Looks good eh? Next stop was Cheers. Where no one cares about your name and you’ll have to wait for a seat. The lower bar, down the classic steps, is tight quarters and takes the longest to get a seat. They’ve expanded on to the floor above which is a bit easier to eventually get a seat. Turn over isn’t bad at the bar as people usually just have one drink, say I’ve done it, and continue on with their tour. That’s all we did as well. It was cool to see a beer in that cheers beer mug yet it’s really nothing that special unless you’re a fan of the show.
After the beer at cheers we decided to go for a drink. There is a roof top restaurant called Top of the Hub on Boylston St. Prices are on the high side and after looking at the bar, we were underdressed in shorts and t-shirts so we got flagrantly seated towards the back end of the restaurant were we noticed other similarly dressed people. Yet we made up for it by sipping away at their finest, cheapest, scotch. It has great views of the city, I snapped just a few pictures of the skyline then we bounced. After almost 18 hours since opening my eyes I was beat and there was still so much of Boston to see and do.
Started slow as we woke up late and went for breakfast. It was already a balmy temperature so with humidity setting in during the morning commute we made haste for the even more humid subway to follow the freedom trail and check out bunker hill monument and warships USS Constitution and USS Cassin Young.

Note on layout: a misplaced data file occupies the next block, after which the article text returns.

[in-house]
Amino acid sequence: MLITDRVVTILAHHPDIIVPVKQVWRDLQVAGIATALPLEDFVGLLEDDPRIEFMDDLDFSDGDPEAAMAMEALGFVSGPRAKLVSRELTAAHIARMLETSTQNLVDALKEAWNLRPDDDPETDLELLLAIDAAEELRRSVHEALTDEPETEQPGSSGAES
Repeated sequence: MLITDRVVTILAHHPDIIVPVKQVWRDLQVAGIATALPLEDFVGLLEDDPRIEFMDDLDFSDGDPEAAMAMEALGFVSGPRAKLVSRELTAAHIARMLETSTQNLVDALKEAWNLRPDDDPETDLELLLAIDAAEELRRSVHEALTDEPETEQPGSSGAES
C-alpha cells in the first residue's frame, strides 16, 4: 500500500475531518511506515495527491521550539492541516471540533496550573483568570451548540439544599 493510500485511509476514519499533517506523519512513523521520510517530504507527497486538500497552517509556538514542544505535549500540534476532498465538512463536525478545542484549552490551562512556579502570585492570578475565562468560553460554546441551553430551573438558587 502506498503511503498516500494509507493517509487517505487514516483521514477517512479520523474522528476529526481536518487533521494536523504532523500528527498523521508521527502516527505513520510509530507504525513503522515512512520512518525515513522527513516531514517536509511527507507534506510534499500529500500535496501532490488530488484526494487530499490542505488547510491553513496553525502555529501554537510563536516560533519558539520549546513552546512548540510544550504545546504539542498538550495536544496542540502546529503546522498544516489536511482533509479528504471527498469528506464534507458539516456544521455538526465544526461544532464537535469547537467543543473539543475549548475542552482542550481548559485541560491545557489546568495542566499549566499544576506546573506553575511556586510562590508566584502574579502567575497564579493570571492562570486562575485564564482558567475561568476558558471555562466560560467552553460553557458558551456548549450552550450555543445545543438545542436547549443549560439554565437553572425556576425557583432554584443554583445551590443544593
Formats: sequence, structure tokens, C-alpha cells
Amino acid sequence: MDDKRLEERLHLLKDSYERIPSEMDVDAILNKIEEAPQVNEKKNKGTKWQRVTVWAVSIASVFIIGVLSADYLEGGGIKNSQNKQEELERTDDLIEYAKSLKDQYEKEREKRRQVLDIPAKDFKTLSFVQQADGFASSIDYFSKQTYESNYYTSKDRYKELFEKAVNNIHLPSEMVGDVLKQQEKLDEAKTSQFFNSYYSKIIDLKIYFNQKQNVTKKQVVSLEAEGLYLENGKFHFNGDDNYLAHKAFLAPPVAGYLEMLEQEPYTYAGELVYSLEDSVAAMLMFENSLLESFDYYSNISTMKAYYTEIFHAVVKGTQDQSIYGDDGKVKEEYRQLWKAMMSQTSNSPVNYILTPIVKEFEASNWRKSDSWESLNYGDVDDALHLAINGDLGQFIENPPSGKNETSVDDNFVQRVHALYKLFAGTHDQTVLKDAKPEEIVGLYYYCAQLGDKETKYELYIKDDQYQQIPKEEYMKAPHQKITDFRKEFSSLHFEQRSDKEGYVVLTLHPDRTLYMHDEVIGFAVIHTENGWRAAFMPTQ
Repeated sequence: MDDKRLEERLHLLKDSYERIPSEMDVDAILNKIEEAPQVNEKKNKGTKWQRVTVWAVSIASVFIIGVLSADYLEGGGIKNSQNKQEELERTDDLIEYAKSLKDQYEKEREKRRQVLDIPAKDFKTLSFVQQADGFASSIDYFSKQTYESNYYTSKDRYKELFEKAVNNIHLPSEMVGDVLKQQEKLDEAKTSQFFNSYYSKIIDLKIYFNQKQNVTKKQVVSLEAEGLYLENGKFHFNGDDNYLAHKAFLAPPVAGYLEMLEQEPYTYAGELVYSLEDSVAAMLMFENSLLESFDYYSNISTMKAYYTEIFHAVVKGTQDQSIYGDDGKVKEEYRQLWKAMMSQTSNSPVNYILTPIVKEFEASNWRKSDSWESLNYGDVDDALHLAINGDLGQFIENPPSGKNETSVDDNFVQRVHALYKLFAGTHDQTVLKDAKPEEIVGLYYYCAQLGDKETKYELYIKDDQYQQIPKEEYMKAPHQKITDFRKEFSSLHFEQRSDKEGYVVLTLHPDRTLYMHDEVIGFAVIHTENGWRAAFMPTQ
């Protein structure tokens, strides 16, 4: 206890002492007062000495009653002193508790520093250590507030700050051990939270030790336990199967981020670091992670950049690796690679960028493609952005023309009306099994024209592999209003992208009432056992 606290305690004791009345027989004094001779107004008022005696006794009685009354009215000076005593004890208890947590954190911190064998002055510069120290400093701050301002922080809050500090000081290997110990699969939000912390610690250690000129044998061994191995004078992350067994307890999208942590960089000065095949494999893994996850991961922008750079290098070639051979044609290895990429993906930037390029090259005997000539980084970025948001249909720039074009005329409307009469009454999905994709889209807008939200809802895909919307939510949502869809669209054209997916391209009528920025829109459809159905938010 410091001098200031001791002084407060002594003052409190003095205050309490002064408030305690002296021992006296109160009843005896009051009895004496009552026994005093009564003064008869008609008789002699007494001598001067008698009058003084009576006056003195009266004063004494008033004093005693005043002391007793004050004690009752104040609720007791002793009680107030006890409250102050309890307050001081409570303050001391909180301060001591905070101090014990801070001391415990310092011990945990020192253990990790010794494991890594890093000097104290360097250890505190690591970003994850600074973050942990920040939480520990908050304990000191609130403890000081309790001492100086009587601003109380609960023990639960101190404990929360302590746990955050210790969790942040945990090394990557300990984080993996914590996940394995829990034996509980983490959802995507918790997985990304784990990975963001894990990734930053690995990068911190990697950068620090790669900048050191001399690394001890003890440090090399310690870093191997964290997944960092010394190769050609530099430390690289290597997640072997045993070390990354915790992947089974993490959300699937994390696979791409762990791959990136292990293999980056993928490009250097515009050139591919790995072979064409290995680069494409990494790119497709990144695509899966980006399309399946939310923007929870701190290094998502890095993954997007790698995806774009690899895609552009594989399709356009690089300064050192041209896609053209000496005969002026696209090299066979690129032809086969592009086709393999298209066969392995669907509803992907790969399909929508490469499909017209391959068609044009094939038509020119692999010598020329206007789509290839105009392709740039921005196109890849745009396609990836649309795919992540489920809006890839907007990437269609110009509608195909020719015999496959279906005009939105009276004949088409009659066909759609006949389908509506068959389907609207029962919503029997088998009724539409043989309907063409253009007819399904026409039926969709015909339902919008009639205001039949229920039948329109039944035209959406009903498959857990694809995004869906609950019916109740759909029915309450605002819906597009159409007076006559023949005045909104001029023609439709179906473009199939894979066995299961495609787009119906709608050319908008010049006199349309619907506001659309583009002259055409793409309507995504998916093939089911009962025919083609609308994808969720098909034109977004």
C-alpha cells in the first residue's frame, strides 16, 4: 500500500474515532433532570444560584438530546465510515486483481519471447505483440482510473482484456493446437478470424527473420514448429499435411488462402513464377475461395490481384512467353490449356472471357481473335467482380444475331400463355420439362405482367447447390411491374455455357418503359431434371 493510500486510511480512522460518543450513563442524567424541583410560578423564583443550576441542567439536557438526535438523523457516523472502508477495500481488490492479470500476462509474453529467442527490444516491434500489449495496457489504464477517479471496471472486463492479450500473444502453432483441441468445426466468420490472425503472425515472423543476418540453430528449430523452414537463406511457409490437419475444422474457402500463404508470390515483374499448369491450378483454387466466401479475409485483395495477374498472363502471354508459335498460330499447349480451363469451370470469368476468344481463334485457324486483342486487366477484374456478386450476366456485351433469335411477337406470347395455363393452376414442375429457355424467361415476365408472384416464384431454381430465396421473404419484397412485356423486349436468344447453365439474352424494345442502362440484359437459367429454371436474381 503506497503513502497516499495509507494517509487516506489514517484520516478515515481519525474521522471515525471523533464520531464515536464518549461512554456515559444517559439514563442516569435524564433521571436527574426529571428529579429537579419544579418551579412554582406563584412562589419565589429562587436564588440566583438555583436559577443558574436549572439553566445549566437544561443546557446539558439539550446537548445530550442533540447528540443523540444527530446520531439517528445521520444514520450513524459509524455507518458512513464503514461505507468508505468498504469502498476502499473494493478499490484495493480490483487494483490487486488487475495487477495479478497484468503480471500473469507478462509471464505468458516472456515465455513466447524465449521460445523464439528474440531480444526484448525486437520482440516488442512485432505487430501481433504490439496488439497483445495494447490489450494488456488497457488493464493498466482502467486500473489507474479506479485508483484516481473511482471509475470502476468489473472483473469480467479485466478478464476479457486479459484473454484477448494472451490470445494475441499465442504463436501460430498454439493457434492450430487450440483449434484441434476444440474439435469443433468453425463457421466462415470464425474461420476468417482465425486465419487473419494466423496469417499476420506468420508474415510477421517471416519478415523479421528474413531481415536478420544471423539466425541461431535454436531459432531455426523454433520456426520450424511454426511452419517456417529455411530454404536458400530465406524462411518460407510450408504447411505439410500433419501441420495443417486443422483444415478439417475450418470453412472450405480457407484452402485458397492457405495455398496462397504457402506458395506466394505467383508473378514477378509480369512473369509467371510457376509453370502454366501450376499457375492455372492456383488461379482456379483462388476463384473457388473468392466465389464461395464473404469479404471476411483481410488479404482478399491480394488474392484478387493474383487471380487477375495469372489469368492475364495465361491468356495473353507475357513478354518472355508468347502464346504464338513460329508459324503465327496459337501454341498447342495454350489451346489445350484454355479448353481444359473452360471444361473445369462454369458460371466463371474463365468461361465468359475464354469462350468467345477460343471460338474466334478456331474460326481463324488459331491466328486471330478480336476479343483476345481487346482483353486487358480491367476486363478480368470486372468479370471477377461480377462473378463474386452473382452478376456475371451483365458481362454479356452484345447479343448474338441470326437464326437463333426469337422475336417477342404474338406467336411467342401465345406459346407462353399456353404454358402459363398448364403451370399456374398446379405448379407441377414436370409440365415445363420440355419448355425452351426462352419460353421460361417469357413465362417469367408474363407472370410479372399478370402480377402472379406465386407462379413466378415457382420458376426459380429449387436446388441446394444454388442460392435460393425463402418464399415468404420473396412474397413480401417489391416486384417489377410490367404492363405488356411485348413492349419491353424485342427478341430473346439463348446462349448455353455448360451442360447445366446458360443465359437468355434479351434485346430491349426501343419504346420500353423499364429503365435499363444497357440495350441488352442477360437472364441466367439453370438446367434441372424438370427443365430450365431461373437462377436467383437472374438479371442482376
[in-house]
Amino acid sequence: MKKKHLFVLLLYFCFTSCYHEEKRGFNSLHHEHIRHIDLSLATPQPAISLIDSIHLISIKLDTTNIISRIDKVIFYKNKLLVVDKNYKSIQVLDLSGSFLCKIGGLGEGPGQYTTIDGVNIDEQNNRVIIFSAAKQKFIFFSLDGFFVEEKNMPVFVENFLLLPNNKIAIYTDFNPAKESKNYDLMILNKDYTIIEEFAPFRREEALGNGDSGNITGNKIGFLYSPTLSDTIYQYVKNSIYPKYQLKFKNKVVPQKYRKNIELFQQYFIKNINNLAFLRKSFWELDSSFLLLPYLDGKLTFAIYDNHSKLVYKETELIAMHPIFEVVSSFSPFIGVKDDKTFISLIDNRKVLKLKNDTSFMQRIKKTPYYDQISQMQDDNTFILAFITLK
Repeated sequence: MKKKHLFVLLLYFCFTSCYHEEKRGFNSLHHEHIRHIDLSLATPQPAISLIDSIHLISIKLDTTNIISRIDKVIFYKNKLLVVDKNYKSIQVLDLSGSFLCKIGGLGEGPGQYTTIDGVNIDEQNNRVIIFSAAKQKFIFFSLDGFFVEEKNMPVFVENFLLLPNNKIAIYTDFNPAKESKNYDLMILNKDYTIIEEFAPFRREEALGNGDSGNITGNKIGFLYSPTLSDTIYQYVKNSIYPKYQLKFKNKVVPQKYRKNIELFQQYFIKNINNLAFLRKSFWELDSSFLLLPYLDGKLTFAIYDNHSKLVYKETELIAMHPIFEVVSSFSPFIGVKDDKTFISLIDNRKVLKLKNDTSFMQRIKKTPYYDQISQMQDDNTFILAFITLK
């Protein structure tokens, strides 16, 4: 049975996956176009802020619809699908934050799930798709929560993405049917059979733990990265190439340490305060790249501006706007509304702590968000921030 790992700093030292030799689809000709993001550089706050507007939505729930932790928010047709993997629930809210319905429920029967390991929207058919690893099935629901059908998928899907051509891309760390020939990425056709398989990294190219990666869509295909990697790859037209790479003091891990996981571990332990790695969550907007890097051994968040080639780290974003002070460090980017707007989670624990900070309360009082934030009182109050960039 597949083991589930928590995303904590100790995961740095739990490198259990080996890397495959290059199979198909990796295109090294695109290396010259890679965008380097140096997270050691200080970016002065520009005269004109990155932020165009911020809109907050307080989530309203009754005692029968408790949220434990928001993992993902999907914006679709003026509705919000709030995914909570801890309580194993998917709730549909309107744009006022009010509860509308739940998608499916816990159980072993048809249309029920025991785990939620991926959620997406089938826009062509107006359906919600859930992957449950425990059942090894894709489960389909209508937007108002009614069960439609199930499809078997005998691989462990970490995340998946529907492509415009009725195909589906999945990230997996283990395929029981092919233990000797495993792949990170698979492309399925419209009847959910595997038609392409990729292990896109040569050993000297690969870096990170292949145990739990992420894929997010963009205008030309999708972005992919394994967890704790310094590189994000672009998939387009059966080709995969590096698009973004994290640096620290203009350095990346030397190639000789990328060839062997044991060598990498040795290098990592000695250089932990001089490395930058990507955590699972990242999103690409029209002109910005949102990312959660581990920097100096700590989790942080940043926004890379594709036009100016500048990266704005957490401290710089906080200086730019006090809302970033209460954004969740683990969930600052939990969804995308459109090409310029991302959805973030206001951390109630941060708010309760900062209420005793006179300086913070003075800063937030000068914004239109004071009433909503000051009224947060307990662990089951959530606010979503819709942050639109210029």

The freedom trail, which the website says is only 2.5 miles feels much longer, I mean, check out this map. Make sure you have walking shoes as it will take you to 16 historical sites around the city. We broke it up a bit and decided on the Bunker Hill Monument. On June 17, 1775, this was the first battle of the American revolution. The pleasant neighborhood around the hill makes the uphill walk more enjoyable. Red white and blue decorate many of the homes the closer you get to the monument. After walking uphill you’re rewarded with another 192 steps to reach the top and look out on to Boston. Since the Sun was blazing that day, they shutdown the entry because people can pass out from the heat. Sad to be missing the view but the Sun was already starting to seep in to my Irish skin. The freedom trail took us down the hill, zigzagging through parks to the Charlestown Navy yard.
Here sits the USS Constitution. An American revolutionary warship who’s nickname is “Old Ironsides” since British cannons were seen bouncing off the hull during battle. Worth a look around, there must have been 20 cannons per side. Serious firepower for the day! If you want to know more check out the museum. Also docked in the Naval yard is the USS Cassin Young. A World War 2 destroyer who saw action in the pacific most notably at the battle of Okinawa. This was a real treat for me. A well preserved piece of WW2 history from the pacific war with Japan. An often overlooked part of WW2 with most attention going towards Europe.
Everyone was over heating at this point so it was obviously time for more oysters. So off to cool down in the room for a bit before going back to the market area in search of the delicious little buggers. Mission accomplished. Also on the menu was vodka shots with oysters and cocktail sauce. It was too good, just look!
Stay tuned for day three and four and the highlight of the trip, Fenway Park. Oh yeah, almost forgot. Here’s landing in Boston: